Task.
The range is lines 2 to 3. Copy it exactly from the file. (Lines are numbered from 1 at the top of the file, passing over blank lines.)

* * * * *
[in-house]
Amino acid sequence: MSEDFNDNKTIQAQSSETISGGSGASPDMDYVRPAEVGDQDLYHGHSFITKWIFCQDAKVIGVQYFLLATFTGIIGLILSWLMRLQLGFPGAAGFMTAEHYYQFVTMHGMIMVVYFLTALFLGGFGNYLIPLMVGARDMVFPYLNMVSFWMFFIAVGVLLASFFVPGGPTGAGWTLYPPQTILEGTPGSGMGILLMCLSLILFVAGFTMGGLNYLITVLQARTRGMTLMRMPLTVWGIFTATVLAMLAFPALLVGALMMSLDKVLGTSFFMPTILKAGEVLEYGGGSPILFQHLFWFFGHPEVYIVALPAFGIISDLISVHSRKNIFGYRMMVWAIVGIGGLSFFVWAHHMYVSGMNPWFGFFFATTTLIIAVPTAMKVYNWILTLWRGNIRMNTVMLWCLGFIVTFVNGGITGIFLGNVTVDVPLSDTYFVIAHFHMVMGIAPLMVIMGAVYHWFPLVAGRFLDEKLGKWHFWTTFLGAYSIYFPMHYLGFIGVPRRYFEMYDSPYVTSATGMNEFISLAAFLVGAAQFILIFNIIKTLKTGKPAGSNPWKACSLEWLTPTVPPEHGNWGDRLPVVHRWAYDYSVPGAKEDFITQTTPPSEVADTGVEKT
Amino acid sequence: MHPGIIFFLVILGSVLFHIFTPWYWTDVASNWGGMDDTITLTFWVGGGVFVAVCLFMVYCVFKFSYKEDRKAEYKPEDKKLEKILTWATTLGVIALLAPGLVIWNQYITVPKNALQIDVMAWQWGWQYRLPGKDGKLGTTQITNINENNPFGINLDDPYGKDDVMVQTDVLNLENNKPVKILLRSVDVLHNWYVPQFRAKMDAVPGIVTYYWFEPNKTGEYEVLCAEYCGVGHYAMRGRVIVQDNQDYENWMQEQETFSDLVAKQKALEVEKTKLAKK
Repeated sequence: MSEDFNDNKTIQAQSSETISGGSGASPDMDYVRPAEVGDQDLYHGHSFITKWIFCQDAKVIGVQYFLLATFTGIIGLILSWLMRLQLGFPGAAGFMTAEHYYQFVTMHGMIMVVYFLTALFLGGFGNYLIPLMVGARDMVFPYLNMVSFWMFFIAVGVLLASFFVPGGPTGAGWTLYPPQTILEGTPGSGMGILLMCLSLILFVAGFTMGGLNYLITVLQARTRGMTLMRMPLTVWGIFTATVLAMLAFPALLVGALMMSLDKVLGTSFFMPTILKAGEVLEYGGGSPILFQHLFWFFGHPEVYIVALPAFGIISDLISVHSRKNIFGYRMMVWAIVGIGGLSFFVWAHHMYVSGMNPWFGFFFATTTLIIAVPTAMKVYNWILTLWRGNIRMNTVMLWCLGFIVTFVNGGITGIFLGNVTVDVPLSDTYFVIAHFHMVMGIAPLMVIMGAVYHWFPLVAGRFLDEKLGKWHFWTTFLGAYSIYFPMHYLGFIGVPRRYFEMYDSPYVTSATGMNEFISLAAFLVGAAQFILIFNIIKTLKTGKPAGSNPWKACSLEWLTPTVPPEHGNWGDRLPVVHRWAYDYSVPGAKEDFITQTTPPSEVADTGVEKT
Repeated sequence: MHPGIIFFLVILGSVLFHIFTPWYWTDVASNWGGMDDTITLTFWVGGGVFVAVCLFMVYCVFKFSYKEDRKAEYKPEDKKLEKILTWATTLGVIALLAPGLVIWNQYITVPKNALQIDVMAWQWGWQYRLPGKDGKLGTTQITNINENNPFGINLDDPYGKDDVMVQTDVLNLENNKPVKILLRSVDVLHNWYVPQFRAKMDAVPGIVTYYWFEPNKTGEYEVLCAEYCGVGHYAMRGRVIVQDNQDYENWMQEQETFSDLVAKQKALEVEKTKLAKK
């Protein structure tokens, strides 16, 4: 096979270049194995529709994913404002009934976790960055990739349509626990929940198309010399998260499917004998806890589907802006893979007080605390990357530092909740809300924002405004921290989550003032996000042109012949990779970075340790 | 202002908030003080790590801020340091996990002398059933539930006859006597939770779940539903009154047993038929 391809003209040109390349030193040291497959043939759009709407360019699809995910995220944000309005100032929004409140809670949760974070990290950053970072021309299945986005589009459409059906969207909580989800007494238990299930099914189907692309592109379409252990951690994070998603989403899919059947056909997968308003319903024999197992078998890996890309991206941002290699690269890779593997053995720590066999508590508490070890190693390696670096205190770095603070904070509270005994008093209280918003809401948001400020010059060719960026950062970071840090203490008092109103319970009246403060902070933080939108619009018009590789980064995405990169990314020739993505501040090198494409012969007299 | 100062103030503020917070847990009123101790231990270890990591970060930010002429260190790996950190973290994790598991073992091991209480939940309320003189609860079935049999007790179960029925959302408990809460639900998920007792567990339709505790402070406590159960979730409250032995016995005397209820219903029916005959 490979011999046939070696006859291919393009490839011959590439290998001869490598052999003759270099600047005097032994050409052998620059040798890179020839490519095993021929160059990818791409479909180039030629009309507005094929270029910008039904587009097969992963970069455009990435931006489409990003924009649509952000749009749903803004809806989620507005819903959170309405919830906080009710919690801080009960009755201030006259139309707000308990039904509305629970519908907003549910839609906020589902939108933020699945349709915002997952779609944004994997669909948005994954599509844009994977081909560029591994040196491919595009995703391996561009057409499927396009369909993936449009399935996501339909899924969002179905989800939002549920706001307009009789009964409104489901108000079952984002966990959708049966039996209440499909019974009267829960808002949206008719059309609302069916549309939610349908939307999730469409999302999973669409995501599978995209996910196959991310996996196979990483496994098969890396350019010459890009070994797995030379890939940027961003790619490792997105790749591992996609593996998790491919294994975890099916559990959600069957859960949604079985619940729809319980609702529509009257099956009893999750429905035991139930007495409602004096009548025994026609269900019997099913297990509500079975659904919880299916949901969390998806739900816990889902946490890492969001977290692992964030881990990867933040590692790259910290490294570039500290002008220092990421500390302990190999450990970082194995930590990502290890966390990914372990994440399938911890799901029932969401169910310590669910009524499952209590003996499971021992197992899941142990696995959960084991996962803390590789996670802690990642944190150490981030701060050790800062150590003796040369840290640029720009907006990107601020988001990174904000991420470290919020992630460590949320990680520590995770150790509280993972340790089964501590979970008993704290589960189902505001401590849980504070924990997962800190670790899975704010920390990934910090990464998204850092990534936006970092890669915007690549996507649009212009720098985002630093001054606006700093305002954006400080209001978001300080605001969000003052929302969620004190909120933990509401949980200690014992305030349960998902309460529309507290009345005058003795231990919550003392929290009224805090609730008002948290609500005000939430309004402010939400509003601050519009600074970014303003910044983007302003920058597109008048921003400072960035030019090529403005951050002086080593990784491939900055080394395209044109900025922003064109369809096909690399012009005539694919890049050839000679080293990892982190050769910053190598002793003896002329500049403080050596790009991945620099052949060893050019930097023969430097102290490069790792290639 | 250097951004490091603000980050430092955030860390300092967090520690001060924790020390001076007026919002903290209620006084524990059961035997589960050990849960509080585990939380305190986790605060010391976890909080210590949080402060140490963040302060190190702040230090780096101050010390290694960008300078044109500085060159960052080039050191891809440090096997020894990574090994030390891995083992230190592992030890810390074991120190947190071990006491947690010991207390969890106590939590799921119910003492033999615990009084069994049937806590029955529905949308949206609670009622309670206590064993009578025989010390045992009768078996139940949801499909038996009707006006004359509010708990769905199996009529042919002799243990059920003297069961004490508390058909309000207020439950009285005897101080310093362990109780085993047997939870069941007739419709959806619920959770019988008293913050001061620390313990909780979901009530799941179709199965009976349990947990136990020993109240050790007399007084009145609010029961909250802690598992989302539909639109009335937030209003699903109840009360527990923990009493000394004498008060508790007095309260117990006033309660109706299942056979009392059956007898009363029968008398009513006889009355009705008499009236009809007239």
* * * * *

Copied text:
Amino acid sequence: MSEDFNDNKTIQAQSSETISGGSGASPDMDYVRPAEVGDQDLYHGHSFITKWIFCQDAKVIGVQYFLLATFTGIIGLILSWLMRLQLGFPGAAGFMTAEHYYQFVTMHGMIMVVYFLTALFLGGFGNYLIPLMVGARDMVFPYLNMVSFWMFFIAVGVLLASFFVPGGPTGAGWTLYPPQTILEGTPGSGMGILLMCLSLILFVAGFTMGGLNYLITVLQARTRGMTLMRMPLTVWGIFTATVLAMLAFPALLVGALMMSLDKVLGTSFFMPTILKAGEVLEYGGGSPILFQHLFWFFGHPEVYIVALPAFGIISDLISVHSRKNIFGYRMMVWAIVGIGGLSFFVWAHHMYVSGMNPWFGFFFATTTLIIAVPTAMKVYNWILTLWRGNIRMNTVMLWCLGFIVTFVNGGITGIFLGNVTVDVPLSDTYFVIAHFHMVMGIAPLMVIMGAVYHWFPLVAGRFLDEKLGKWHFWTTFLGAYSIYFPMHYLGFIGVPRRYFEMYDSPYVTSATGMNEFISLAAFLVGAAQFILIFNIIKTLKTGKPAGSNPWKACSLEWLTPTVPPEHGNWGDRLPVVHRWAYDYSVPGAKEDFITQTTPPSEVADTGVEKT
Amino acid sequence: MHPGIIFFLVILGSVLFHIFTPWYWTDVASNWGGMDDTITLTFWVGGGVFVAVCLFMVYCVFKFSYKEDRKAEYKPEDKKLEKILTWATTLGVIALLAPGLVIWNQYITVPKNALQIDVMAWQWGWQYRLPGKDGKLGTTQITNINENNPFGINLDDPYGKDDVMVQTDVLNLENNKPVKILLRSVDVLHNWYVPQFRAKMDAVPGIVTYYWFEPNKTGEYEVLCAEYCGVGHYAMRGRVIVQDNQDYENWMQEQETFSDLVAKQKALEVEKTKLAKK